DEPRESSION AS A MITIGATION FACTOR
A recent MSPB decision further validated that an employee’s depression is a legitimate mitigation factor in personal actions, even if it does not become known until after the action was taken.
In Bowman v. SBA, 2015 MSPB 18 (2015) the Board confronted a case where a manager had been fired for excessive absences. Representing himself before the Board, the employee explained that his absences were due to his depression. The agency objected to even consideration of that because the employee never told it of his depression until after he was a fired.
The Board quickly tossed aside the agency’s objections with two firm declarations. First, it ruled that, “…where new evidence supporting mitigation of the penalty is presented to the Board, the evidence must be considered in determining whether the agency’s penalty was reasonable.” Consequently, if a union rep comes across new evidence even after the final decision has bene issued in an adverse action the agency and even arbitrators are required to consider it.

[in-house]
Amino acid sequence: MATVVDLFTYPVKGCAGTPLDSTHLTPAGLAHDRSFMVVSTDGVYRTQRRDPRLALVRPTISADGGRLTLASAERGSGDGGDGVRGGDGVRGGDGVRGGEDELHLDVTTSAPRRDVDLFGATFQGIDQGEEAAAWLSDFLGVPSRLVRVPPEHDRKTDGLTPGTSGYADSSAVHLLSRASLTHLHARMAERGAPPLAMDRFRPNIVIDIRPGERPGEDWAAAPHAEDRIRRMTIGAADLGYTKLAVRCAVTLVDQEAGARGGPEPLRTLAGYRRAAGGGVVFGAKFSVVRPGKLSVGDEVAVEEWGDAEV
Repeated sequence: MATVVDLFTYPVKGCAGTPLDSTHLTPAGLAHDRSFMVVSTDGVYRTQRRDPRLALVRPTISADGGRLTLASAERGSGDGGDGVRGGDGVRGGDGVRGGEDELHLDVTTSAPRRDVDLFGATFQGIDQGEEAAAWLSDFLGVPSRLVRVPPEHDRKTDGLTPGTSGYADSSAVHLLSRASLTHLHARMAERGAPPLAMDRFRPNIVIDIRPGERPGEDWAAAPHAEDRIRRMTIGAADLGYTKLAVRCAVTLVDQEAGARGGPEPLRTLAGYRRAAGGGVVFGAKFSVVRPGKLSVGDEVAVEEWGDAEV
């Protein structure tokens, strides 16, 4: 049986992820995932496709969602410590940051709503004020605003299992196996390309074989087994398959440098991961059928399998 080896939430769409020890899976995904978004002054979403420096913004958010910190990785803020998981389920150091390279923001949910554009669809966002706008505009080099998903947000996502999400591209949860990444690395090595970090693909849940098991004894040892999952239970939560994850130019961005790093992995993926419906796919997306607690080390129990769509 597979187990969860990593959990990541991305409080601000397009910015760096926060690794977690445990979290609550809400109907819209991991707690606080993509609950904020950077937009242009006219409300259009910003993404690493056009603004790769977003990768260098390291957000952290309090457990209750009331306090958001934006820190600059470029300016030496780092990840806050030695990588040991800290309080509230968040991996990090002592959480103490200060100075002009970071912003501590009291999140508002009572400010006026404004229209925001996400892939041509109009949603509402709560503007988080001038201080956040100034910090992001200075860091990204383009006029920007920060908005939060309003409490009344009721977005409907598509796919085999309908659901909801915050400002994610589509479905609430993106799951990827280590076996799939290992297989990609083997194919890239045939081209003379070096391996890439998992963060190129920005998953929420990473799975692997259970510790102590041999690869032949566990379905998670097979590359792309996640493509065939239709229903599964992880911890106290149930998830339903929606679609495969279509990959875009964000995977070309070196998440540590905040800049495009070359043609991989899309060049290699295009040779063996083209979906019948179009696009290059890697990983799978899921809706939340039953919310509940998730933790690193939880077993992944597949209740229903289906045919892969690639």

Second, the Board reiterated that, “…evidence that an employee’s medical condition or mental impairment played a part in the charged conduct is ordinarily entitled to considerable weight as a mitigating factor.” In this case, the employee was able to show through the proximity in time, testimony, or other evidence not only a link to the relevant period of his unexcused absences, but also that his mental illness played a significant part in his absence.
Although this was an adverse action case, union reps should raise the defense whenever an employee suffers something unfortunate, e.g., a lowered evaluation, sick leave restrictions, etc. MSPB pointed out that the medical condition need not rise to the level of a disability to be persuasive